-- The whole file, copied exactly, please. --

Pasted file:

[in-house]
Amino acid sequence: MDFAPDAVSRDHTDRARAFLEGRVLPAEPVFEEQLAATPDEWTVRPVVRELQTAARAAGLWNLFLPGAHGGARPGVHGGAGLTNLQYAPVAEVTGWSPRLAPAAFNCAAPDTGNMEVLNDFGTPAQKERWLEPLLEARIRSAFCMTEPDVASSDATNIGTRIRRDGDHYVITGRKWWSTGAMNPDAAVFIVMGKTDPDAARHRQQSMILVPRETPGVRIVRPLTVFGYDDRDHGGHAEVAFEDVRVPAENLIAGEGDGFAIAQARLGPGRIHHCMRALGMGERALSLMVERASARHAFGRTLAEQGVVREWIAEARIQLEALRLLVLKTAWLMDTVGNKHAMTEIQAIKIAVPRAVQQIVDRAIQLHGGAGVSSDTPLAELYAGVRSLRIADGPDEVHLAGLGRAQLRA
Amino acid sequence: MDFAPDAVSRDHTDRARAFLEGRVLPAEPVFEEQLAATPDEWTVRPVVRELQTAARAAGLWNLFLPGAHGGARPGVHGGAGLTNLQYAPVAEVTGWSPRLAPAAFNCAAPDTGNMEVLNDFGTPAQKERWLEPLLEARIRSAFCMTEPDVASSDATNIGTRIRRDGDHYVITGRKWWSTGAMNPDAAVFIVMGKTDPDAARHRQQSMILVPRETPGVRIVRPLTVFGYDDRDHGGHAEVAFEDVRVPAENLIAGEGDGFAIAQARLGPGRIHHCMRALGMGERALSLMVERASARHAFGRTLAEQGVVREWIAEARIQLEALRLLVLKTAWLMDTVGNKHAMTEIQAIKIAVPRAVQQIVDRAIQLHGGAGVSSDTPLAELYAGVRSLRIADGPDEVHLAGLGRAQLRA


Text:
[in-house]
Amino acid sequence: MDFAPDAVSRDHTDRARAFLEGRVLPAEPVFEEQLAATPDEWTVRPVVRELQTAARAAGLWNLFLPGAHGGARPGVHGGAGLTNLQYAPVAEVTGWSPRLAPAAFNCAAPDTGNMEVLNDFGTPAQKERWLEPLLEARIRSAFCMTEPDVASSDATNIGTRIRRDGDHYVITGRKWWSTGAMNPDAAVFIVMGKTDPDAARHRQQSMILVPRETPGVRIVRPLTVFGYDDRDHGGHAEVAFEDVRVPAENLIAGEGDGFAIAQARLGPGRIHHCMRALGMGERALSLMVERASARHAFGRTLAEQGVVREWIAEARIQLEALRLLVLKTAWLMDTVGNKHAMTEIQAIKIAVPRAVQQIVDRAIQLHGGAGVSSDTPLAELYAGVRSLRIADGPDEVHLAGLGRAQLRA
Amino acid sequence: MDFAPDAVSRDHTDRARAFLEGRVLPAEPVFEEQLAATPDEWTVRPVVRELQTAARAAGLWNLFLPGAHGGARPGVHGGAGLTNLQYAPVAEVTGWSPRLAPAAFNCAAPDTGNMEVLNDFGTPAQKERWLEPLLEARIRSAFCMTEPDVASSDATNIGTRIRRDGDHYVITGRKWWSTGAMNPDAAVFIVMGKTDPDAARHRQQSMILVPRETPGVRIVRPLTVFGYDDRDHGGHAEVAFEDVRVPAENLIAGEGDGFAIAQARLGPGRIHHCMRALGMGERALSLMVERASARHAFGRTLAEQGVVREWIAEARIQLEALRLLVLKTAWLMDTVGNKHAMTEIQAIKIAVPRAVQQIVDRAIQLHGGAGVSSDTPLAELYAGVRSLRIADGPDEVHLAGLGRAQLRA